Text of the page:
For years now, Jill Leovy has spent as much time as anybody writing about violent crime, and thinking about its many causes.
The Homicide Report, her Los Angeles Times blog, went live in 2007. Its stated goal: to chronicle every murder in L.A. County. By her own admission, Leovy missed some of the homicides that took place in America’s most heavily populated county that year. But she still churned out countless column inches, documenting scores of murders that for various reasons would’ve never appeared in the Times’ print edition. (According to a 2008 L.A. Weekly article, the Times covered about one-tenth of the county’s murders before The Homicide Report.)
Having helped redefine how big metropolitan newspapers cover crime, Leovy has since handed off her daily blogging duties to a succession of colleagues. She’s still on the beat, though, and her first book is a serious contribution to the conversation about murder and urban law enforcement.
Ghettoside: A True Story of Murder in America is just that: A deeply reported account of the 2007 death of a promising Los Angeles teenager, the police investigation that followed, the prosecution and conviction of his killers, and the pain that his absence continues to cause his family. At the same time, Leovy’s book is an appeal for more effective policing in predominantly African-American communities, a powerful and intensely engaged affirmation that black lives matter.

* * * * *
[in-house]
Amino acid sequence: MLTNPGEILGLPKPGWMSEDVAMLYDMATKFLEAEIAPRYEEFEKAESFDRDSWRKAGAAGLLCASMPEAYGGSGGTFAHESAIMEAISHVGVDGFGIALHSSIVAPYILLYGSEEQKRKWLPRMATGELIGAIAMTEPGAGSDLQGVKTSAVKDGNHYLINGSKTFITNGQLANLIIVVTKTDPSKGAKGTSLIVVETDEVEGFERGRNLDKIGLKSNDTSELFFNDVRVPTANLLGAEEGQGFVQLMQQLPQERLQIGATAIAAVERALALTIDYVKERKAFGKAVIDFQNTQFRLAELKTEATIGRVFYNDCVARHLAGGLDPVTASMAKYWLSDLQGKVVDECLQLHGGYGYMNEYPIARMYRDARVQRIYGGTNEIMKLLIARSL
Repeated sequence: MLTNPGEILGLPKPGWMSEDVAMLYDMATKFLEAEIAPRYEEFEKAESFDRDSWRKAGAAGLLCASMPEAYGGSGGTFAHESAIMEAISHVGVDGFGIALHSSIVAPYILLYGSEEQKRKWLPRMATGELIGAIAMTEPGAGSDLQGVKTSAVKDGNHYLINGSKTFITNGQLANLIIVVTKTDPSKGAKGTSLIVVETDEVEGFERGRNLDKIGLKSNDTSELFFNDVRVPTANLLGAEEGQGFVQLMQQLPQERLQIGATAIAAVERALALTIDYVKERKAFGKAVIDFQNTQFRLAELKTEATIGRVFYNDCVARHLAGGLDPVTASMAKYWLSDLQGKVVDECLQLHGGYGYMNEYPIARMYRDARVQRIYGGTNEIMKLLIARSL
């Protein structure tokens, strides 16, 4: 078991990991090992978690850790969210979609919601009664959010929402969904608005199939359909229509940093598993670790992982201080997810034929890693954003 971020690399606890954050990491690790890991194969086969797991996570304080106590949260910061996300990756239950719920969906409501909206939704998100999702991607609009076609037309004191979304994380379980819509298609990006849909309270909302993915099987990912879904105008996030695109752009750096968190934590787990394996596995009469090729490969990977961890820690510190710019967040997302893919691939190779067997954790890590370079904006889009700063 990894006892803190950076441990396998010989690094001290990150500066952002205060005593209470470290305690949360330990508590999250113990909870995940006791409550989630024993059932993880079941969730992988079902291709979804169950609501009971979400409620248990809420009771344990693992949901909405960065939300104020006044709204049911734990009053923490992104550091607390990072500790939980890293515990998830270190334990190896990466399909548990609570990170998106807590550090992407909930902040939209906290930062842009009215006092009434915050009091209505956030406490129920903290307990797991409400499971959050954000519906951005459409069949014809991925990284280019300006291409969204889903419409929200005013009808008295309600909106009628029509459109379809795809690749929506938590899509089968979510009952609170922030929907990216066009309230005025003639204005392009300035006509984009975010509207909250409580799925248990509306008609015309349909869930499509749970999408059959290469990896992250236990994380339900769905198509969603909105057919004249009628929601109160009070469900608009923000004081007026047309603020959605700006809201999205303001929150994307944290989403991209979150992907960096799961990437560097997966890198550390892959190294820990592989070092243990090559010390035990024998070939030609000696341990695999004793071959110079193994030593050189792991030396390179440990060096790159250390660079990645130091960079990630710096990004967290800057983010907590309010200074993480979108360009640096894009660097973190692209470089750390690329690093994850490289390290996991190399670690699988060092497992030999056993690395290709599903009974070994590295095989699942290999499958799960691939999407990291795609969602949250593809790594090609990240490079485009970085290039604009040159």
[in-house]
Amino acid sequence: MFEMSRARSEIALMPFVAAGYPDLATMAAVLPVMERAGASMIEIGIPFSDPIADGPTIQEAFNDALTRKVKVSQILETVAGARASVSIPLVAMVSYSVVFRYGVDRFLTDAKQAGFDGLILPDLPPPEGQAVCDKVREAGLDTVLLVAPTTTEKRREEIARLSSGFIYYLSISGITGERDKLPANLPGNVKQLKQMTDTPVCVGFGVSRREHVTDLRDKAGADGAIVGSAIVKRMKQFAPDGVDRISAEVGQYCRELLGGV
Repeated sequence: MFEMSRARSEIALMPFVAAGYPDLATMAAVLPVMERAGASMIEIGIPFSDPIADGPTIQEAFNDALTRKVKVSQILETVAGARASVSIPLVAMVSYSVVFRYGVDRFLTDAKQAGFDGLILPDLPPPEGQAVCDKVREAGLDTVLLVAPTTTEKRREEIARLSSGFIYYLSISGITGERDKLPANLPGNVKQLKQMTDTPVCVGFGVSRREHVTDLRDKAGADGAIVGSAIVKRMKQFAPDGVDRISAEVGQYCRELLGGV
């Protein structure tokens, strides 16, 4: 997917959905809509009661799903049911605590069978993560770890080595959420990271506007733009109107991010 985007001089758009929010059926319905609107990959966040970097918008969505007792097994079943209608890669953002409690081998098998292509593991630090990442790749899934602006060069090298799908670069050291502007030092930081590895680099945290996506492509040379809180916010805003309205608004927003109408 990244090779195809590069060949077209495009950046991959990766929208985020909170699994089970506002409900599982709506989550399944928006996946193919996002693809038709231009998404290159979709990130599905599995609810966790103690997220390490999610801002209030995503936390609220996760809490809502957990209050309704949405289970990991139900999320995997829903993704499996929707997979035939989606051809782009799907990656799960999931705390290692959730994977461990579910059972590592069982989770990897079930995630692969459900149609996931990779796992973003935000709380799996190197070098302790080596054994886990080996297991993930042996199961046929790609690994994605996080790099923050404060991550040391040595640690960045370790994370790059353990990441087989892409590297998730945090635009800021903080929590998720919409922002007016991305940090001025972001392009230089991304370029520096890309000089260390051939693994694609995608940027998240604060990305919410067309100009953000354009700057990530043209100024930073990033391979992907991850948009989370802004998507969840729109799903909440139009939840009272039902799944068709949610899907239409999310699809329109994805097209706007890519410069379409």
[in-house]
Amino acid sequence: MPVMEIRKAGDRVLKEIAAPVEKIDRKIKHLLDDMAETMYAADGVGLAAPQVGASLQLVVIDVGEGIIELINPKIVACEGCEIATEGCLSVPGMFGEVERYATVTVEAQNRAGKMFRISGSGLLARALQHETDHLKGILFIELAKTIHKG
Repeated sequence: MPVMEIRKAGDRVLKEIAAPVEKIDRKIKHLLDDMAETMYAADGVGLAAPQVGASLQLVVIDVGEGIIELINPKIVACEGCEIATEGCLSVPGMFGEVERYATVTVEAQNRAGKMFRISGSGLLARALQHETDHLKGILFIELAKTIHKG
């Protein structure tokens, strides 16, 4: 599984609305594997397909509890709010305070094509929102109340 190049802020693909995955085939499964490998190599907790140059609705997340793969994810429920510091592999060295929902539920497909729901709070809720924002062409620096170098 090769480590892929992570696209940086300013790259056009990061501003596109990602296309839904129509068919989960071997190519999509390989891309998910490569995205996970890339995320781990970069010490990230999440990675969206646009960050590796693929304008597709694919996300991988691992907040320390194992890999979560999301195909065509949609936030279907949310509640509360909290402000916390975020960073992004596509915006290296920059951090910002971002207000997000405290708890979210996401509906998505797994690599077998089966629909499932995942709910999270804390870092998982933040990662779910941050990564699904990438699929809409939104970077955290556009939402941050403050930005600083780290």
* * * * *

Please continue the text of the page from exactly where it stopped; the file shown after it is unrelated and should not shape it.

“Explicitly confronting the reality of how murder happens in America is the first step toward deciding that it is not acceptable,” she writes, “and that for too long black men have lived inadequately protected by the laws of their country.”
Coinciding with a national trend, violent crime has declined in Southern California. When Leovy’s Homicide Report debuted in ’07, it reported a total of 941 murders in Los Angeles County; last year there were 551. Nonetheless, “the nation’s long-standing plague of black homicides” continues, writes Leovy, noting that African-American men account for “just 6 percent of the country’s population but nearly 40 percent of those murdered,” mostly by other black men.
Bryant Tennelle, 18, joined this tragic fraternity on May 11, 2007. A little after 6 o’clock that Friday evening, Tennelle and a friend were walking on West Eightieth Street when a stranger—later revealed to be Devin Davis, a 17-year-old gang member out to prove his mettle—leapt from an SUV and shot him in the head. The killing occurred a short distance from Tennelle’s South Los Angeles home, shattering the stable life his parents Wallace and Yadira tried to fashion for him and his siblings. Due to start a new job with the city’s parks department the following Monday, Bryant “had never drunk alcohol, didn’t fight, and knew nothing about gangs,” Leovy writes.